Tomorrow never dies
As they hit their tenth anniversary, Bury Tomorrow find themselves at a tipping point.
Words: Heather McDaid.
Wen you choose the road of music, it’s not always a clear-cut, one way route. With each album comes an opportunity to branch out, to experiment, to veer from your core path; for some it sees bands reach new heights, shaking things up a little, for others, it’s a bit of a disaster. But for Bury Tomorrow, they’ve kept their eyes set firmly ahead, focused on honing their band to be the best they can be.
Though that seems a vague spec that most bands subscribe to in some form, for this foursome, it was a case of distilling what makes Bury Tomorrow, well, Bury Tomorrow, and pushing it to the limits. ‘Runes’ set them up for bigger things to come, snagging them a Number One in the rock chart and leading to their biggest venues to date, but ‘Earthbound’ sees them set their sights on bigger things ahead.
“It sounds crazy but the whole album is around just a live sound and like a live feel,” says vocalist Dani Winter-Bates. “It helped, having been on the road for about a year non-stop before we were writing the album, and continuing to be on the road while we were demoing and recording the album. There’s always pressure to make the album a bit better, but for us it was more about saying ‘this is Bury Tomorrow’, and that’s that. It’s a no gimmicks, no frills kind of album.”
They’ve always been in tune with their fans, but here they wanted to make sure that they really heard what the fans take from them and slathered it on track after track. Does their influence seep into the music? “It always does,” he admits. “I think you should listen to your fanbase, whether that’s new fans or people who have been with you for a long time. I think it makes a lot of sense because they’re the people who are going to be buying your record, recommending it to their friends and stuff like that. I think generally for Bury Tomorrow it’s a massive part of our writing and recording process – listening to fans and what songs they like. It’s why we want to get the new album out as quickly as possible, you gauge where you’re going to set yourself up for the next year, which bands you should be touring with, where your sound should be going.”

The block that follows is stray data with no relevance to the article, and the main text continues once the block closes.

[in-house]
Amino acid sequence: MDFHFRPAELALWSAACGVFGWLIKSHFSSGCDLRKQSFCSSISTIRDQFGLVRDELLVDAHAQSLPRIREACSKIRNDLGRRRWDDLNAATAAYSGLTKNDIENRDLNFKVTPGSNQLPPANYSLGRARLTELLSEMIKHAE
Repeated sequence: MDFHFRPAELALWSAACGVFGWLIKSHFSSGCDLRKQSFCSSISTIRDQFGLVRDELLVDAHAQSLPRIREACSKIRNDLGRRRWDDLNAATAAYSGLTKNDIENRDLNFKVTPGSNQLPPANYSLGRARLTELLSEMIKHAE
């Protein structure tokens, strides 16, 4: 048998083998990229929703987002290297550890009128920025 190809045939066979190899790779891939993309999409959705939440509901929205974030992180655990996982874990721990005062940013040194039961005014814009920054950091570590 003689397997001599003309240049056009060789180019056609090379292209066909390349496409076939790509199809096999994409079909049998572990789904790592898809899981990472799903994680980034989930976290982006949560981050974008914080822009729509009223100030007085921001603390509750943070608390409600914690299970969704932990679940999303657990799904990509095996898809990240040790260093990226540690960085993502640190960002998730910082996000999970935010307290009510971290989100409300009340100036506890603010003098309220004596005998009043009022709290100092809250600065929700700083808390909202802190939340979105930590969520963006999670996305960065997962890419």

While the band haven’t shied away from creating what they dub the musical embodiment of a circle pit, ‘Earthbound’ sees them release what could arguably be ten singles, each as unforgiving as the one before. In doing so, they’ve tackled each in more isolated terms, moving away from their more sweeping concepts.
“It’s quite anecdotal in places,” explains Dani, on where they’ve gone now they’re free to play around more. “It’s the first time we have ever done that really and had the opportunity to go wildly into different subjects with each track. This is Bury Tomorrow – there is no hiding behind extravagant intros and all that. The lyrics manifest themselves in that way, approaching things that are negative but can be perceived as positive… then there’s the environmental change, political stuff – it just goes into a lot of that.